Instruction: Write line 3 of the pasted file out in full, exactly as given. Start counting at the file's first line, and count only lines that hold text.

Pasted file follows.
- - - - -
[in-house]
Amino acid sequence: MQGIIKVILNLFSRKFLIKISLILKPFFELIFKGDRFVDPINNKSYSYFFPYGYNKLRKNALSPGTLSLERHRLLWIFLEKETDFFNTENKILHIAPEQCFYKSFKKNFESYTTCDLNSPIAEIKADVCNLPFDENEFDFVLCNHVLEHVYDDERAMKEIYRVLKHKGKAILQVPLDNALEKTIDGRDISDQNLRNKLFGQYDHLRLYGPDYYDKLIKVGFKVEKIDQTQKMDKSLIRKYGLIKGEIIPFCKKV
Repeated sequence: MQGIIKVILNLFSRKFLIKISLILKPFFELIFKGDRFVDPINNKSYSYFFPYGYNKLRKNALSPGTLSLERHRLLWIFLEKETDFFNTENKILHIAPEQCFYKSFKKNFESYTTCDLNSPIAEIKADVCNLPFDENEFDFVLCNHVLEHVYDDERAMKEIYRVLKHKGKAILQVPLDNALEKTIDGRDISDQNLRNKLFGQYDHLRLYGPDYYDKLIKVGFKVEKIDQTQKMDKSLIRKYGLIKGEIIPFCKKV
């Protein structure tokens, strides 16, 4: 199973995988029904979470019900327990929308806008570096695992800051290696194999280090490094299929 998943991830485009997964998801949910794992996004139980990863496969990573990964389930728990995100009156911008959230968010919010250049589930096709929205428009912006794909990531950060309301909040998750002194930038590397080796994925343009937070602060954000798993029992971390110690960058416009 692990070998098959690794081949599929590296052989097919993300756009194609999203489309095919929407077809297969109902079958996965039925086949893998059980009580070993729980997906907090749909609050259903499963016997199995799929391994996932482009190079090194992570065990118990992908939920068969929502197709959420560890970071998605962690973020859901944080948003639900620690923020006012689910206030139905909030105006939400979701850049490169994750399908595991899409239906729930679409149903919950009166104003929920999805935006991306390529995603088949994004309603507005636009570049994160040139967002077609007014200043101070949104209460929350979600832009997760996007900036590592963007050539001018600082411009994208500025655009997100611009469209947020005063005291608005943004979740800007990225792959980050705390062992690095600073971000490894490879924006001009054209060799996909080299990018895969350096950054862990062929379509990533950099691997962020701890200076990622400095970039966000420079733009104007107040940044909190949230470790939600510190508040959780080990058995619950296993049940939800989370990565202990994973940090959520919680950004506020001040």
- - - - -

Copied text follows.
Repeated sequence: MQGIIKVILNLFSRKFLIKISLILKPFFELIFKGDRFVDPINNKSYSYFFPYGYNKLRKNALSPGTLSLERHRLLWIFLEKETDFFNTENKILHIAPEQCFYKSFKKNFESYTTCDLNSPIAEIKADVCNLPFDENEFDFVLCNHVLEHVYDDERAMKEIYRVLKHKGKAILQVPLDNALEKTIDGRDISDQNLRNKLFGQYDHLRLYGPDYYDKLIKVGFKVEKIDQTQKMDKSLIRKYGLIKGEIIPFCKKV